This blog post contains a number of resources you may find of use prior to and during the symposium discussions surrounding the current and historic poor treatment of women in the American film industry. Simply click on the image to be taken to the resource.
Currently these resources focus heavily on the recent context, but this is not intentional.
These resources collected here are in no way exhaustive. I’d like this to grow and I would very much welcome further suggestions as to what to add here.
To ensure that participants across a range of career stages and wage brackets are part of the conversation at the Women in Hollywood symposium, there is no registration fee to attend, but we are aware that there are other costs involved in attending.
To help cover the cost of attending, the Cinema and Television History research centre at DMU will be offering a travel bursary to a limited number of postgraduate students whose research interests link with the symposium and who want to attend this event.
The CATH MA Travel Bursary is a competitive fund for exceptional students completing or who have recently completed MAs but who are not registered for a PhD.
You don’t even have to be presenting at Women in Hollywood to be eligible to apply.
Email me email@example.com for a form or if you have any further questions.
Me attempting to channel Rita Hayworth. Image courtesy of Beki Doig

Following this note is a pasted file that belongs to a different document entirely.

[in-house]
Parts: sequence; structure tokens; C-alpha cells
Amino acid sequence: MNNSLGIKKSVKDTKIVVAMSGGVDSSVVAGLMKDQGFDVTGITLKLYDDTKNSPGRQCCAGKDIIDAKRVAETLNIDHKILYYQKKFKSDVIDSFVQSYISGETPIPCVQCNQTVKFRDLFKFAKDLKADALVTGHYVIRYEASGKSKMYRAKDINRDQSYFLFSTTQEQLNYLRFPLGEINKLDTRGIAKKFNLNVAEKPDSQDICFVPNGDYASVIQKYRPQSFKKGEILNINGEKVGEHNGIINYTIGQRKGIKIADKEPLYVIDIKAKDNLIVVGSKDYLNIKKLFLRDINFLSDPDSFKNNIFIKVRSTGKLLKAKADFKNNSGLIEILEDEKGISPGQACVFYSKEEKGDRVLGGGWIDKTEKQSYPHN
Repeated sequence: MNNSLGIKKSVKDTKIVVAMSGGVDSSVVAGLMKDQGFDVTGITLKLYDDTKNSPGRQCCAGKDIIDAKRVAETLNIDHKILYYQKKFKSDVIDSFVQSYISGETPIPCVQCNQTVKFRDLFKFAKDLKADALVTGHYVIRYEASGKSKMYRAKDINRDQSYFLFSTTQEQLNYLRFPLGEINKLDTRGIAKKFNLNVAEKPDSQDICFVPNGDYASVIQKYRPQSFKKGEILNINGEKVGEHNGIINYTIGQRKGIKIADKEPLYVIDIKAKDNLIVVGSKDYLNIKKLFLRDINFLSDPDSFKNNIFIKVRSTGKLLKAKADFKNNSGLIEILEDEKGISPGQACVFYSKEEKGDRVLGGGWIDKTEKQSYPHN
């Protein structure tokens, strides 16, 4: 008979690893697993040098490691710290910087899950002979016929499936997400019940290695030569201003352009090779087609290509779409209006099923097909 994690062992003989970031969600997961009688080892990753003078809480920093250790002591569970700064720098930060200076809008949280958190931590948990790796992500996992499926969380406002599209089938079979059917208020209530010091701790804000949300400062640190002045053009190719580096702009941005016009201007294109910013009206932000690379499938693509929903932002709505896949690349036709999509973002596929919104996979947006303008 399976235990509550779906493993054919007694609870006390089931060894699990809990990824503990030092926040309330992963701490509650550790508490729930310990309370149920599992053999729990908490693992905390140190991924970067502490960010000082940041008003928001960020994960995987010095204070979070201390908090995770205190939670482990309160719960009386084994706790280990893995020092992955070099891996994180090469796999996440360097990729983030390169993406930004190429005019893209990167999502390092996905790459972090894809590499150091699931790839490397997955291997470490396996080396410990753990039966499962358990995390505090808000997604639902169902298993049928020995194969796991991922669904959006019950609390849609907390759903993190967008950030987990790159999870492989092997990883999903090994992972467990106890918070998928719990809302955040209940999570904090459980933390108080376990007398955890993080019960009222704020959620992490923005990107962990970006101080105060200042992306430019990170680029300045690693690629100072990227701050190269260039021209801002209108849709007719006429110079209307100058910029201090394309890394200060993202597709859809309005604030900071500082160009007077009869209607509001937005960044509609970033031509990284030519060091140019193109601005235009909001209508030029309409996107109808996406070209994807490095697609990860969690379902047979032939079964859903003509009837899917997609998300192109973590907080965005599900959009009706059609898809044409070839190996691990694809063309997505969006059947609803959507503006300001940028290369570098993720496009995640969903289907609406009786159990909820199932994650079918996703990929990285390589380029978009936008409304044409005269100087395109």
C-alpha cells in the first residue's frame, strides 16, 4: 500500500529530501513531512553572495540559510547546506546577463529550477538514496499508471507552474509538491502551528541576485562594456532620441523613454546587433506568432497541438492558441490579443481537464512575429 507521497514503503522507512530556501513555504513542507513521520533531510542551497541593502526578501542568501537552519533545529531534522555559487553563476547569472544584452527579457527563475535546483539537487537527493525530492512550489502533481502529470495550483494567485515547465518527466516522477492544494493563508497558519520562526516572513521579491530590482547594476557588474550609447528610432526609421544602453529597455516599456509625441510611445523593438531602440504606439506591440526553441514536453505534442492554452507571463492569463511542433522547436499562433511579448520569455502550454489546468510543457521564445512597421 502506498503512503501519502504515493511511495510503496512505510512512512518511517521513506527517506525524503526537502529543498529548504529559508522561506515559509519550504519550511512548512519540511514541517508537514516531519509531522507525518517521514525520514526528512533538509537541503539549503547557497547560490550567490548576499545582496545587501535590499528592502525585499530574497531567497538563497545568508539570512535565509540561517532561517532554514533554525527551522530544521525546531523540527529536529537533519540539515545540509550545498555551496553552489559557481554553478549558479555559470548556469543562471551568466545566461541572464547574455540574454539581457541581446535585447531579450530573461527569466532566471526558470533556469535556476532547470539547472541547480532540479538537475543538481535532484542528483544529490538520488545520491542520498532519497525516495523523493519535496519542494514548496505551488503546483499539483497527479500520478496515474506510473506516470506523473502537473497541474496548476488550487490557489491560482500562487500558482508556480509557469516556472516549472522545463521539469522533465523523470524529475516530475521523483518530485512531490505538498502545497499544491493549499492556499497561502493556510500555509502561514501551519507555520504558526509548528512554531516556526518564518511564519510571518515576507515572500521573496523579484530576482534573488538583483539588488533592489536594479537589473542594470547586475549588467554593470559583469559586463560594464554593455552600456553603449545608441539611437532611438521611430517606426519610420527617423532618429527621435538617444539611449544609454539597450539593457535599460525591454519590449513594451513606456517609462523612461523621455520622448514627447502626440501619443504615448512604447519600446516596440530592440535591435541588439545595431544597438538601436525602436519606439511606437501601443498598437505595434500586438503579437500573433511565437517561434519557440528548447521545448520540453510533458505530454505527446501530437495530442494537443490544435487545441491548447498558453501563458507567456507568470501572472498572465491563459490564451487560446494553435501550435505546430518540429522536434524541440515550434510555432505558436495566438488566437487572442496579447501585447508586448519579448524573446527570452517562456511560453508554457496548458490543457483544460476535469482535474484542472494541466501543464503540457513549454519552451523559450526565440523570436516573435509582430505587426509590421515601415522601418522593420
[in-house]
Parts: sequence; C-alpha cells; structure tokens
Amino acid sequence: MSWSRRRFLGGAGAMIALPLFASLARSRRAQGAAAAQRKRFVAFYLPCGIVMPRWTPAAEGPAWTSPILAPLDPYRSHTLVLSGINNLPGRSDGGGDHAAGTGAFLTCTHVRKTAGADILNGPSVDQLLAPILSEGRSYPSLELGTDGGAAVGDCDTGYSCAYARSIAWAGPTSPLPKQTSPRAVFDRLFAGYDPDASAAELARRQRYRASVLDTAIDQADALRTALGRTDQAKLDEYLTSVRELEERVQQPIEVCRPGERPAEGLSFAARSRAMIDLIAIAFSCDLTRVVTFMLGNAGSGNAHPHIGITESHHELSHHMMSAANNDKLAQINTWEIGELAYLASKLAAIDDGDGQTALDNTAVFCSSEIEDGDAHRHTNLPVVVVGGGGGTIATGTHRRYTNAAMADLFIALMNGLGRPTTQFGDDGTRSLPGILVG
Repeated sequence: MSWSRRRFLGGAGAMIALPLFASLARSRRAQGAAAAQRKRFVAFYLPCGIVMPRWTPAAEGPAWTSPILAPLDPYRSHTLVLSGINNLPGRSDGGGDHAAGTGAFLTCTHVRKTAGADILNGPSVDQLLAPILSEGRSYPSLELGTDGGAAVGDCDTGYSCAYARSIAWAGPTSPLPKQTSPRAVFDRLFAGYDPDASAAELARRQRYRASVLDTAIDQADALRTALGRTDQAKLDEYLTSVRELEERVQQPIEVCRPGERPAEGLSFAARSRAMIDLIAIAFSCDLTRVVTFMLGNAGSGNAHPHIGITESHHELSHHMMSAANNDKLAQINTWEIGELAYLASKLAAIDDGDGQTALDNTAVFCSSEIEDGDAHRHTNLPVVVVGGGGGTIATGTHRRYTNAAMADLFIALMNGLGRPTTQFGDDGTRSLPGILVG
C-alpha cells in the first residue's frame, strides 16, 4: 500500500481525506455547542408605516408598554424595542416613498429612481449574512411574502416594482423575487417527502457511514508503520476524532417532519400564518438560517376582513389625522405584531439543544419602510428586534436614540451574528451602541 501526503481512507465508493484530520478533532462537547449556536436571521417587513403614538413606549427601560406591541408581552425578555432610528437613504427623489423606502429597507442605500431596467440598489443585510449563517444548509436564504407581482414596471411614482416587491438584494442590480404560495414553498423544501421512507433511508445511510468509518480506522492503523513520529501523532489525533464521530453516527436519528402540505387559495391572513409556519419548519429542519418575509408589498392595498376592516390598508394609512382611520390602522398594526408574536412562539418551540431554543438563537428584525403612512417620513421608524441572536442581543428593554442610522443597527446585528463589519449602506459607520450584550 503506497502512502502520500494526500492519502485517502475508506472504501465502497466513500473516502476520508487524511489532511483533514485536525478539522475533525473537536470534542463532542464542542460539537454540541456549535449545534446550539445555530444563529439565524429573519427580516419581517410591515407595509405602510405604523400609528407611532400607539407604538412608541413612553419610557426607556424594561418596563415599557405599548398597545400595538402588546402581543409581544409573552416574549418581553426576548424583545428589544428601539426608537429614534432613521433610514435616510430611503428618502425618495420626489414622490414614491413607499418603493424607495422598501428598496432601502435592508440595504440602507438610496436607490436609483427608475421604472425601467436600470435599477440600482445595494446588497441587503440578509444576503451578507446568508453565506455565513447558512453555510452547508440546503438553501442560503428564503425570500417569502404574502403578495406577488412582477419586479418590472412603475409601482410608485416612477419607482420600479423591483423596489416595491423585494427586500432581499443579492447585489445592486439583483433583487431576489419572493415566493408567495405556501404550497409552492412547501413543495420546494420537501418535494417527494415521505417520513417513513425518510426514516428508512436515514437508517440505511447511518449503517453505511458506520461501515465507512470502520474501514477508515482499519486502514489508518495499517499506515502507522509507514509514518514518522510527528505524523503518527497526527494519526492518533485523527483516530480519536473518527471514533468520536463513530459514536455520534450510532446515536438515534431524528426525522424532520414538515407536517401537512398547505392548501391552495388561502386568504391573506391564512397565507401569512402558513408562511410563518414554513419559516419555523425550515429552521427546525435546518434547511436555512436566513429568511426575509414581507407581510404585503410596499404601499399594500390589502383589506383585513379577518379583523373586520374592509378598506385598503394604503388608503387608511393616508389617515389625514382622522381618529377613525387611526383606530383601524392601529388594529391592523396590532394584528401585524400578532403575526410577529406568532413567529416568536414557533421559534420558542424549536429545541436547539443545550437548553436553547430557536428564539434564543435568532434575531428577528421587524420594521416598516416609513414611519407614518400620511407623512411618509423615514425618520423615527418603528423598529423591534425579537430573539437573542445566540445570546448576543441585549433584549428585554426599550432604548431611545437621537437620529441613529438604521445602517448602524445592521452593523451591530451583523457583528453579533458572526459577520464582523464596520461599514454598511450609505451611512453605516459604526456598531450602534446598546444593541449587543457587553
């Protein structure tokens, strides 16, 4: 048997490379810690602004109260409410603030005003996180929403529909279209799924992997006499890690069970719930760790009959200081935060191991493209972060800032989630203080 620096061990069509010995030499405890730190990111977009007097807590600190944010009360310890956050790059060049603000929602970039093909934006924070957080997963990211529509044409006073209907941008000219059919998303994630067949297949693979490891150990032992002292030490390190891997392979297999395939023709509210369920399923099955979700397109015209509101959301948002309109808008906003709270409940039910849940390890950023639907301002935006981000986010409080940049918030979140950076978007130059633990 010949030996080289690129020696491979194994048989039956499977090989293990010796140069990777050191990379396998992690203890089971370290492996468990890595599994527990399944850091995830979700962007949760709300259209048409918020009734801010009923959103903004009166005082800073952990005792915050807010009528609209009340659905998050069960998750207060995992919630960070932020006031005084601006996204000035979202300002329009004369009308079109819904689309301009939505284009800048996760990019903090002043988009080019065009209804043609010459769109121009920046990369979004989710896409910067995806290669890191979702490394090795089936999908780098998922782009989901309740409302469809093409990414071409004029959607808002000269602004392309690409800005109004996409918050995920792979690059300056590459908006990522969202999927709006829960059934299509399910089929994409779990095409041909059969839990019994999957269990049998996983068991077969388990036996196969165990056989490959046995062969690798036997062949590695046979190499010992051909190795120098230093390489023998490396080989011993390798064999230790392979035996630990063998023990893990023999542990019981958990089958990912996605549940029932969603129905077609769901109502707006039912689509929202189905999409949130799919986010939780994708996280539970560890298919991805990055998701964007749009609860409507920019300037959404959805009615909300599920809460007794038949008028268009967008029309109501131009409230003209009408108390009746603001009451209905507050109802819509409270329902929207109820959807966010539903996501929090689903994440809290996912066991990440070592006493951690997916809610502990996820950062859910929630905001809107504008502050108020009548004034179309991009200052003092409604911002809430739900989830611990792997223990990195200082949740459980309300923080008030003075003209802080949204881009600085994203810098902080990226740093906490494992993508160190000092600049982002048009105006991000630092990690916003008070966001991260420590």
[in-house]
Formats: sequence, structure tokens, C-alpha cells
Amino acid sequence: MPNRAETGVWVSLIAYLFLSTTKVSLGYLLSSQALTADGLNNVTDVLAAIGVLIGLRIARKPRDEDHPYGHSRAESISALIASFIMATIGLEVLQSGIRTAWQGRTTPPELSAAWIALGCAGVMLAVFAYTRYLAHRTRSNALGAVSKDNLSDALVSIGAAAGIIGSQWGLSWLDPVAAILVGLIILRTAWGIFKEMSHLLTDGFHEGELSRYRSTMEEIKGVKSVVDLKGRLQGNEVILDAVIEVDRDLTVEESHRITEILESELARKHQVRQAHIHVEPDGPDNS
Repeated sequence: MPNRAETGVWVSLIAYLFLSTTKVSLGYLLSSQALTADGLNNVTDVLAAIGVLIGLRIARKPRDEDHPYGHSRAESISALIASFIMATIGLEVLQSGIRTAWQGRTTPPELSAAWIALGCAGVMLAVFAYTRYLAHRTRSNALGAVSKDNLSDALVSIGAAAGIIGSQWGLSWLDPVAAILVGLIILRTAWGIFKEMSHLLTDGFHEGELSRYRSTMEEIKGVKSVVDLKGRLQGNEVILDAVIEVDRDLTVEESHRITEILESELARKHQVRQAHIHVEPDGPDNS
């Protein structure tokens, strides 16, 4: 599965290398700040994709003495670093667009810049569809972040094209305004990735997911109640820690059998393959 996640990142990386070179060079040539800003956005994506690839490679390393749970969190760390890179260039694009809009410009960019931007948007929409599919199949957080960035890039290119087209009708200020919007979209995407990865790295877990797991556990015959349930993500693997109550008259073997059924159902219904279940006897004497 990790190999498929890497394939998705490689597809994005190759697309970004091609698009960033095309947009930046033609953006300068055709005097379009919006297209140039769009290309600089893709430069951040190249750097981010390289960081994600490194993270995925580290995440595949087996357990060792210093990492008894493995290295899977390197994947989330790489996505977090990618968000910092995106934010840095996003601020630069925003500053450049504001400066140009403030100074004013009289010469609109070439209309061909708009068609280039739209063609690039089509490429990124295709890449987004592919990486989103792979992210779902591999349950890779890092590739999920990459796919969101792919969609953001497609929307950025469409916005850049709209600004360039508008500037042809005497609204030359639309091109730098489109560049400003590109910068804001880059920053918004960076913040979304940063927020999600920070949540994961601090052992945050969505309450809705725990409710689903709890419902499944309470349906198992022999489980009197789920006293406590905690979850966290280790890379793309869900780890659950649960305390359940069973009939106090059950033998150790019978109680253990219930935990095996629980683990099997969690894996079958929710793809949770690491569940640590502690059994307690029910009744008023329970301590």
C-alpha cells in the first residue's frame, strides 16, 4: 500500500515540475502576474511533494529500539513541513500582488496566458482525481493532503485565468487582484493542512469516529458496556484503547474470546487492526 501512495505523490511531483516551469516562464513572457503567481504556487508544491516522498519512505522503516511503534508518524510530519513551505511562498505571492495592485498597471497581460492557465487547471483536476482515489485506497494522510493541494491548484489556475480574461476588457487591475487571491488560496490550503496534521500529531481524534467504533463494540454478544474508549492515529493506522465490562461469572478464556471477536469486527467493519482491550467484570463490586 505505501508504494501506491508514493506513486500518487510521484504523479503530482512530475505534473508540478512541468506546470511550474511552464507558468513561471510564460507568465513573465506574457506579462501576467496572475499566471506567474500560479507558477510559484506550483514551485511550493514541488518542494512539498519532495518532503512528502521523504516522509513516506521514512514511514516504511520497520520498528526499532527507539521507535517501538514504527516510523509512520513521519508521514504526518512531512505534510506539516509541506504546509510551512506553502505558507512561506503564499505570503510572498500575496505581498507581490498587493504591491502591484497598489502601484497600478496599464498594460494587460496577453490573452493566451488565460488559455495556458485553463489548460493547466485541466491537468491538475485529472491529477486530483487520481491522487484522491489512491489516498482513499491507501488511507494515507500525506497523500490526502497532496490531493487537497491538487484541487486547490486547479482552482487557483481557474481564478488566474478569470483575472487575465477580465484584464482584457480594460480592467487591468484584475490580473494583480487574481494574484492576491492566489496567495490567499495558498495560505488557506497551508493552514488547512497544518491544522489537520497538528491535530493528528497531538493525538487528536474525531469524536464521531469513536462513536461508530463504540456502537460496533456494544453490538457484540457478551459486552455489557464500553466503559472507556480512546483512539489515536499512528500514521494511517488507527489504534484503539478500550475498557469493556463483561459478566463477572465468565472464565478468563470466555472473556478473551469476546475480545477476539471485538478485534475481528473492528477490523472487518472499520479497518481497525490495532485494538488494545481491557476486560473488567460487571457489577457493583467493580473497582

I am very pleased to announce that on Monday May 28th I will be running my first ever symposium at DeMontfort University.
It seems odd to me that having organised and been part of so many public events over the years, I haven’t yet organised a conference or symposium.
The idea for this event came a couple of months ago when myself, Alissa Clarke and Laraine Porter were asked by PhD candidate Becky Jones to be part of a panel discussion around the treatment of older women in Hollywood following a screening of Film Stars Don’t Die in Liverpool – a film about the final years of Hollywood vamp Gloria Grahame at the Phoenix cinema in Leicester.
We had a lot to say but understandably, only a small time in which to say it. We all remarked on this and also on how unusual it was to be part of an all female panel. As we gathered in the cafe bar afterwards, to continue the discussion, we drifted onto other issues women in Hollywood have had and still do encounter when trying to get on. The #MeToo movement and the Weinstein allegations were only the tip of the iceberg. There were so many historical precedents.
The seed was sewn. We needed a day long event at least to discuss these issues. Vicky Ball also came on board and Women in Hollywood was born.
In case you are interested in attending and participating, here is our call for papers: